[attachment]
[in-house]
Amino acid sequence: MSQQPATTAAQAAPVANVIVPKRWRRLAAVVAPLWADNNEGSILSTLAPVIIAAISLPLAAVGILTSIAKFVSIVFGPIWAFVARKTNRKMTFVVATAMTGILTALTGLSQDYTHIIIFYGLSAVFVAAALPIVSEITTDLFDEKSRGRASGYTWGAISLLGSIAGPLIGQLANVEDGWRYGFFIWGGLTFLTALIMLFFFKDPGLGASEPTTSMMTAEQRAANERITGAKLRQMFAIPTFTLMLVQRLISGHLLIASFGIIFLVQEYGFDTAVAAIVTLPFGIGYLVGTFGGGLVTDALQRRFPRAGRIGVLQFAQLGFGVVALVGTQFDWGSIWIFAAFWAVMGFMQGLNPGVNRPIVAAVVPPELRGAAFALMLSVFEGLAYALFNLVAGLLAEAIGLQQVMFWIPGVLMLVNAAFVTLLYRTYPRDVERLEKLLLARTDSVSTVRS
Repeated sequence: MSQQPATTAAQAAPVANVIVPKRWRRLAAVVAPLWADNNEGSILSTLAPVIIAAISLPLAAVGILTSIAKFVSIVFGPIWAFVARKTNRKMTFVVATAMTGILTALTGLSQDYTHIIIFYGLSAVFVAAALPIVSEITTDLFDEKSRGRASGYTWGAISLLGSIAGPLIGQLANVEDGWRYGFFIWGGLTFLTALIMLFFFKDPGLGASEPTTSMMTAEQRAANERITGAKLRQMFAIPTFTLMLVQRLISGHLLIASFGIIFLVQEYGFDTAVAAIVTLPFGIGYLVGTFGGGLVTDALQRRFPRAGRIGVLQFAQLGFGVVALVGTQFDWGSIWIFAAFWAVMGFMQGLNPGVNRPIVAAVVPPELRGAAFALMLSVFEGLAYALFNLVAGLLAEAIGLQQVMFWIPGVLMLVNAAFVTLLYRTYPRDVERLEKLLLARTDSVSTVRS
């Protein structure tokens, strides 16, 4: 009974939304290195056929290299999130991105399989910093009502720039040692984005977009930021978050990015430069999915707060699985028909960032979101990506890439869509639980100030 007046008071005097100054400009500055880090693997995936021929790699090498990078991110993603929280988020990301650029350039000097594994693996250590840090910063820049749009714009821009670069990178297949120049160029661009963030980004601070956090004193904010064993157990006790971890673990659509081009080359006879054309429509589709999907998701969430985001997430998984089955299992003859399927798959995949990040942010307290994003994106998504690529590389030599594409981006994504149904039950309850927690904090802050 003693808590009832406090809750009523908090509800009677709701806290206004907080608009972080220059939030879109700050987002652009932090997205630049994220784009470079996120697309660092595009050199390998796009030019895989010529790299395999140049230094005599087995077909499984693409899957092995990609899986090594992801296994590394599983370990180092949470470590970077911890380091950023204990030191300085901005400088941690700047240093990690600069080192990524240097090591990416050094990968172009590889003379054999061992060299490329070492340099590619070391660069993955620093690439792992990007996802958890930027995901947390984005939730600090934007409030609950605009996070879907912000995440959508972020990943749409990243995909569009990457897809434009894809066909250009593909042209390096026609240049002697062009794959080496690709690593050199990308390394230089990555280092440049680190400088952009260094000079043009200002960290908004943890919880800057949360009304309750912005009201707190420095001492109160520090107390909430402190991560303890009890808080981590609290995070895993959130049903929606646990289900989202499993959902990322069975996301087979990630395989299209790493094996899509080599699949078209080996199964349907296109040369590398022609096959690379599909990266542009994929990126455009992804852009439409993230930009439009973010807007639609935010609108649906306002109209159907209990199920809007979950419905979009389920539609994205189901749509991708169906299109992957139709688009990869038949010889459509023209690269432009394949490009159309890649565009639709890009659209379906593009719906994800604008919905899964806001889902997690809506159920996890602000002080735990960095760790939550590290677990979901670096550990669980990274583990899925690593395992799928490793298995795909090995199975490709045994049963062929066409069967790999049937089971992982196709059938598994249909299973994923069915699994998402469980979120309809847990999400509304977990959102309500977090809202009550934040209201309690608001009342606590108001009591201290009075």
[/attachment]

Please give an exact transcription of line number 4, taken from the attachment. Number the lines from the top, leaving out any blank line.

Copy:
């Protein structure tokens, strides 16, 4: 009974939304290195056929290299999130991105399989910093009502720039040692984005977009930021978050990015430069999915707060699985028909960032979101990506890439869509639980100030 007046008071005097100054400009500055880090693997995936021929790699090498990078991110993603929280988020990301650029350039000097594994693996250590840090910063820049749009714009821009670069990178297949120049160029661009963030980004601070956090004193904010064993157990006790971890673990659509081009080359006879054309429509589709999907998701969430985001997430998984089955299992003859399927798959995949990040942010307290994003994106998504690529590389030599594409981006994504149904039950309850927690904090802050 003693808590009832406090809750009523908090509800009677709701806290206004907080608009972080220059939030879109700050987002652009932090997205630049994220784009470079996120697309660092595009050199390998796009030019895989010529790299395999140049230094005599087995077909499984693409899957092995990609899986090594992801296994590394599983370990180092949470470590970077911890380091950023204990030191300085901005400088941690700047240093990690600069080192990524240097090591990416050094990968172009590889003379054999061992060299490329070492340099590619070391660069993955620093690439792992990007996802958890930027995901947390984005939730600090934007409030609950605009996070879907912000995440959508972020990943749409990243995909569009990457897809434009894809066909250009593909042209390096026609240049002697062009794959080496690709690593050199990308390394230089990555280092440049680190400088952009260094000079043009200002960290908004943890919880800057949360009304309750912005009201707190420095001492109160520090107390909430402190991560303890009890808080981590609290995070895993959130049903929606646990289900989202499993959902990322069975996301087979990630395989299209790493094996899509080599699949078209080996199964349907296109040369590398022609096959690379599909990266542009994929990126455009992804852009439409993230930009439009973010807007639609935010609108649906306002109209159907209990199920809007979950419905979009389920539609994205189901749509991708169906299109992957139709688009990869038949010889459509023209690269432009394949490009159309890649565009639709890009659209379906593009719906994800604008919905899964806001889902997690809506159920996890602000002080735990960095760790939550590290677990979901670096550990669980990274583990899925690593395992799928490793298995795909090995199975490709045994049963062929066409069967790999049937089971992982196709059938598994249909299973994923069915699994998402469980979120309809847990999400509304977990959102309500977090809202009550934040209201309690608001009342606590108001009591201290009075």